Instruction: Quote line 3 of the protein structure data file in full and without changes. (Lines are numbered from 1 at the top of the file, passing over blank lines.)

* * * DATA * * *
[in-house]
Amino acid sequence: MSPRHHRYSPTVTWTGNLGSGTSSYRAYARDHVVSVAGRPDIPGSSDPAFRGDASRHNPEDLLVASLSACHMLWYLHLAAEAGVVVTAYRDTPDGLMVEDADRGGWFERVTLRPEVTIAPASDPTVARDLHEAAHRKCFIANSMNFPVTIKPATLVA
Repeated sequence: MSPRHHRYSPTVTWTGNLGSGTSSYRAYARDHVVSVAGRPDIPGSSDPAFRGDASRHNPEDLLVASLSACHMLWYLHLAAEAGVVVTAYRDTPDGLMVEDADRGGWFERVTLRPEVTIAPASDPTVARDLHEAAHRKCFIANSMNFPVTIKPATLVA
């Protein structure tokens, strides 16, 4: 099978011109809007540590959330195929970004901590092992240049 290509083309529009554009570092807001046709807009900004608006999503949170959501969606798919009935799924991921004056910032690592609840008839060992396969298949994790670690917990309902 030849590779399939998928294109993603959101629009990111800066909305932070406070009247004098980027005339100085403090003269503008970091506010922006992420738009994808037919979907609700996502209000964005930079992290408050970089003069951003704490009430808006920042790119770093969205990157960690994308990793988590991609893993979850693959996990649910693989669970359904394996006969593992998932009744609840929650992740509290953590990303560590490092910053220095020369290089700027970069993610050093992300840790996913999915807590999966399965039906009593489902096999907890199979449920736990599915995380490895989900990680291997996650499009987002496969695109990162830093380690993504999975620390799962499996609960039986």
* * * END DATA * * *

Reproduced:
Repeated sequence: MSPRHHRYSPTVTWTGNLGSGTSSYRAYARDHVVSVAGRPDIPGSSDPAFRGDASRHNPEDLLVASLSACHMLWYLHLAAEAGVVVTAYRDTPDGLMVEDADRGGWFERVTLRPEVTIAPASDPTVARDLHEAAHRKCFIANSMNFPVTIKPATLVA